It is widely known that the optimization of imaging systems based on objective, or task-based, measures of image
quality via computer-simulation requires use of a stochastic object model (SOM). However, the development of
computationally tractable SOMs that can accurately model the statistical variations in anatomy within a specified
ensemble of patients remains a challenging task. Because they are established by use of image data corresponding
a single patient, previously reported numerical anatomical models lack of the ability to accurately model inter-
patient variations in anatomy. In certain applications, however, databases of high-quality volumetric images
are available that can facilitate this task. In this work, a novel and tractable methodology for learning a SOM
from a set of volumetric training images is developed. The proposed method is based upon geometric attribute
distribution (GAD) models, which characterize the inter-structural centroid variations and the intra-structural
shape variations of each individual anatomical structure. The GAD models are scalable and deformable, and
constrained by their respective principal attribute variations learned from training data. By use of the GAD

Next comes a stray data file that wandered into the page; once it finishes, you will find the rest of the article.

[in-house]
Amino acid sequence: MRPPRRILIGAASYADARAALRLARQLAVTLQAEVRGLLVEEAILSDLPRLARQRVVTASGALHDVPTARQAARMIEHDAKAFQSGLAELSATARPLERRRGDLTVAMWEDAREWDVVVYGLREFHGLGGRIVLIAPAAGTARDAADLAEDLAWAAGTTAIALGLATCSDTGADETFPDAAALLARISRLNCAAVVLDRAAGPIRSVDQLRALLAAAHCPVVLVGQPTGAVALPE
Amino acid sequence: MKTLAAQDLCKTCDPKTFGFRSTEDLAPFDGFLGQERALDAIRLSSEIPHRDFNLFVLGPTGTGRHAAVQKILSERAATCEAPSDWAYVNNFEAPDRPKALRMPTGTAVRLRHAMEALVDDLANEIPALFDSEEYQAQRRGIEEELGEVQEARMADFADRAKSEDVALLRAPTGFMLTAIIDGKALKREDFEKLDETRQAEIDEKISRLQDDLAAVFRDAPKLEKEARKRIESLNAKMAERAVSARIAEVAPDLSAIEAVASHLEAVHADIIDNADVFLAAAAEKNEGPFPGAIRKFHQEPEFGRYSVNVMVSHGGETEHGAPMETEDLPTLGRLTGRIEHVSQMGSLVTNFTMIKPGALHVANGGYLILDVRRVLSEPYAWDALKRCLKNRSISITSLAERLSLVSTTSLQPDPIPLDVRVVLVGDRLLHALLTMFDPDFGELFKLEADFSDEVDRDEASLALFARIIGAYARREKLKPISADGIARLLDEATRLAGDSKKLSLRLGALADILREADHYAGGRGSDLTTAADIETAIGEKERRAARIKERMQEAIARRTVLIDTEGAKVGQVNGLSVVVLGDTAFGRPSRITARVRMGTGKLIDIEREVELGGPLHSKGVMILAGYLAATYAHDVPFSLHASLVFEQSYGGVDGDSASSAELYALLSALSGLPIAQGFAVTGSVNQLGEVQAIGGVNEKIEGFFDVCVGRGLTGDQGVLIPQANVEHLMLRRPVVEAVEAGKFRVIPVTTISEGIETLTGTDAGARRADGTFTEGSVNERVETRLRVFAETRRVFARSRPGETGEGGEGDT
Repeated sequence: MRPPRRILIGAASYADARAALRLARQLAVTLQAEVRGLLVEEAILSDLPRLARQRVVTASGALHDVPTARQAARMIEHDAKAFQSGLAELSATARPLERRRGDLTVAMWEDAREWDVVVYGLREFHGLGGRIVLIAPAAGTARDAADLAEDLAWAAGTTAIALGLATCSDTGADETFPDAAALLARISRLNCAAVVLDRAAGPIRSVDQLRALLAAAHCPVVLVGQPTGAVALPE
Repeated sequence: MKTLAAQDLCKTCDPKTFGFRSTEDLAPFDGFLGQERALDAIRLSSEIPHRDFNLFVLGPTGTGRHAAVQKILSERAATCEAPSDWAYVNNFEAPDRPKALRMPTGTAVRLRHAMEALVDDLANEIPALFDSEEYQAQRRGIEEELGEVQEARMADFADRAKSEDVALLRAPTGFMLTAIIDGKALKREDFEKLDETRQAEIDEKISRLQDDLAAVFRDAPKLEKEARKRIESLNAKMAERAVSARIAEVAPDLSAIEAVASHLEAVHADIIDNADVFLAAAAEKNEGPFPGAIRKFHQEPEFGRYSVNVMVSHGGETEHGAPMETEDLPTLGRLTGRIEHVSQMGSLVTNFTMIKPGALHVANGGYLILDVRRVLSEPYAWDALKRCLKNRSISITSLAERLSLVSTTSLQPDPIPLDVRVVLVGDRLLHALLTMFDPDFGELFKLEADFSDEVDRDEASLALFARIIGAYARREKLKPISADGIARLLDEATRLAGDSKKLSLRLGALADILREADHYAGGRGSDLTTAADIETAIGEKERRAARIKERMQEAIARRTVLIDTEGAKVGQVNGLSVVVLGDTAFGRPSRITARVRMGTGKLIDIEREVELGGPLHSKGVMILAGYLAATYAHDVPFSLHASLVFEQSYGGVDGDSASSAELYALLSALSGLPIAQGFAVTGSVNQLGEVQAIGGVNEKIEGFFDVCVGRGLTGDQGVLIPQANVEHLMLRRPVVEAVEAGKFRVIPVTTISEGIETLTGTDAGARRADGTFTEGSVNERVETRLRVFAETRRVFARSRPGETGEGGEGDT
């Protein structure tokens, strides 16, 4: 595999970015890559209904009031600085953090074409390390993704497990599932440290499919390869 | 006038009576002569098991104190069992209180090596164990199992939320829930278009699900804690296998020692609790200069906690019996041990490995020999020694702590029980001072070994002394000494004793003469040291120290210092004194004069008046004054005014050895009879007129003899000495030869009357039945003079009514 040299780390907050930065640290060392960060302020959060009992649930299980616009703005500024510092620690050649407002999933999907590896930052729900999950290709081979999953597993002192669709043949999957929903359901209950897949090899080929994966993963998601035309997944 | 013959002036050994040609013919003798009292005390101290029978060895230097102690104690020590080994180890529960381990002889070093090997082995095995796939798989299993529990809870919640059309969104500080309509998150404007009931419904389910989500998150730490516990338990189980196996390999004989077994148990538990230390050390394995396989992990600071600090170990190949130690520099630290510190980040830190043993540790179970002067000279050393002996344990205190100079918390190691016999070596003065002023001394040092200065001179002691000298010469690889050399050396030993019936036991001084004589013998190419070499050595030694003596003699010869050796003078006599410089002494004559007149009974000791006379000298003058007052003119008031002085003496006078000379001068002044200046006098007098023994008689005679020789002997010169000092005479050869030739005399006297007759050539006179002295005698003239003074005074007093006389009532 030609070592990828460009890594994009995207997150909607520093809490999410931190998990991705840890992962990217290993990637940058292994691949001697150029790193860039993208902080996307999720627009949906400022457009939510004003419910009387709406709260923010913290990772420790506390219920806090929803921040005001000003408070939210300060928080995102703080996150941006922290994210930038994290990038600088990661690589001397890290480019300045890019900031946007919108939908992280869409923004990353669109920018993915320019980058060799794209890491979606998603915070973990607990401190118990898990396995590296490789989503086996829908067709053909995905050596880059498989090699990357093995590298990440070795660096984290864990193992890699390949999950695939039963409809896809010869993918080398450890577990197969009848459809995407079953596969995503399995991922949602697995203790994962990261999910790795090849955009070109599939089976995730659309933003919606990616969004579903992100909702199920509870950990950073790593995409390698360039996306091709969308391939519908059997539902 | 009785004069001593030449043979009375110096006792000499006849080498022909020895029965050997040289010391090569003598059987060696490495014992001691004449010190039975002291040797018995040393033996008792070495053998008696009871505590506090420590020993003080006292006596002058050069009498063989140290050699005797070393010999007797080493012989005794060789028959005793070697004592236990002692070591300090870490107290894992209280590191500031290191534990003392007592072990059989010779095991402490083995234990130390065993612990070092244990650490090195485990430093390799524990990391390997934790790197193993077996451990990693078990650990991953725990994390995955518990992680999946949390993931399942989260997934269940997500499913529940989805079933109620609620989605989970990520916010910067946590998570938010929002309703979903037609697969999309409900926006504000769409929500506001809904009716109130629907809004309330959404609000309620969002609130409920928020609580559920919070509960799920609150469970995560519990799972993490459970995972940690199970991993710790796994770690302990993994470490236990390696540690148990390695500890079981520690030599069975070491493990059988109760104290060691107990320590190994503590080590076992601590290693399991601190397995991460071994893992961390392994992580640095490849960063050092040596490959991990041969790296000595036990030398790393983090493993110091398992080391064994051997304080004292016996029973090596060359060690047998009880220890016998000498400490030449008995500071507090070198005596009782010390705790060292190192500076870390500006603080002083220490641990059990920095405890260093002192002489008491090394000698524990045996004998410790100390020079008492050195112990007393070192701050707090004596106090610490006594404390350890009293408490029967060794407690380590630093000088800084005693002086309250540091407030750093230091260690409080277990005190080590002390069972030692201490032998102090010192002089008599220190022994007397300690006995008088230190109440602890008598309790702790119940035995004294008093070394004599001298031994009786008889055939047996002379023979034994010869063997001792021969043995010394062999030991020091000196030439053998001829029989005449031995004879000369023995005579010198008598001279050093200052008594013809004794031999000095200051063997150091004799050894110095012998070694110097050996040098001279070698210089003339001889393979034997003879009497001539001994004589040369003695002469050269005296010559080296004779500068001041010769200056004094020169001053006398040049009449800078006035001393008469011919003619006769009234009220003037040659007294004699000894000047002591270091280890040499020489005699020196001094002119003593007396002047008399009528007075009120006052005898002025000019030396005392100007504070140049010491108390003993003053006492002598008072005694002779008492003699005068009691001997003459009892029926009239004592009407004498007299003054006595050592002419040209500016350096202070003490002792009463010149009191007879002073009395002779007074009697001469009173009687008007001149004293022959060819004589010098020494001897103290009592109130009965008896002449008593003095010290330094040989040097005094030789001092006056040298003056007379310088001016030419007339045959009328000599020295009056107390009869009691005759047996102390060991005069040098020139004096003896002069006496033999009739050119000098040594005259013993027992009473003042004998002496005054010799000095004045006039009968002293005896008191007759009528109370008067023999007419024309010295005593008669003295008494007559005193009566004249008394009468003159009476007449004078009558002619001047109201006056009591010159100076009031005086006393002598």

models, random organ shapes and positions can be generated and integrated to form an anatomical phantom.
The randomness in organ shape and position will reflect the variability of anatomy present in the training data.
To demonstrate the methodology, a SOM corresponding to the pelvis of an adult male was computed and a
corresponding ensemble of phantoms was created. Additionally, computer-simulated X-ray projection images
corresponding to the phantoms were computed, from which tomographic images were reconstructed.
Steven R. Dolly, Mark A. Anastasio, Lifeng Yu, and Hua Li, "Learning-based stochastic object models for use in optimizing imaging systems," Proc. SPIE 10132, Medical Imaging 2017: Physics of Medical Imaging, 101321T (Presented at SPIE Medical Imaging: February 16, 2017; Published: 9 March 2017); https://doi.org/10.1117/12.2254055.
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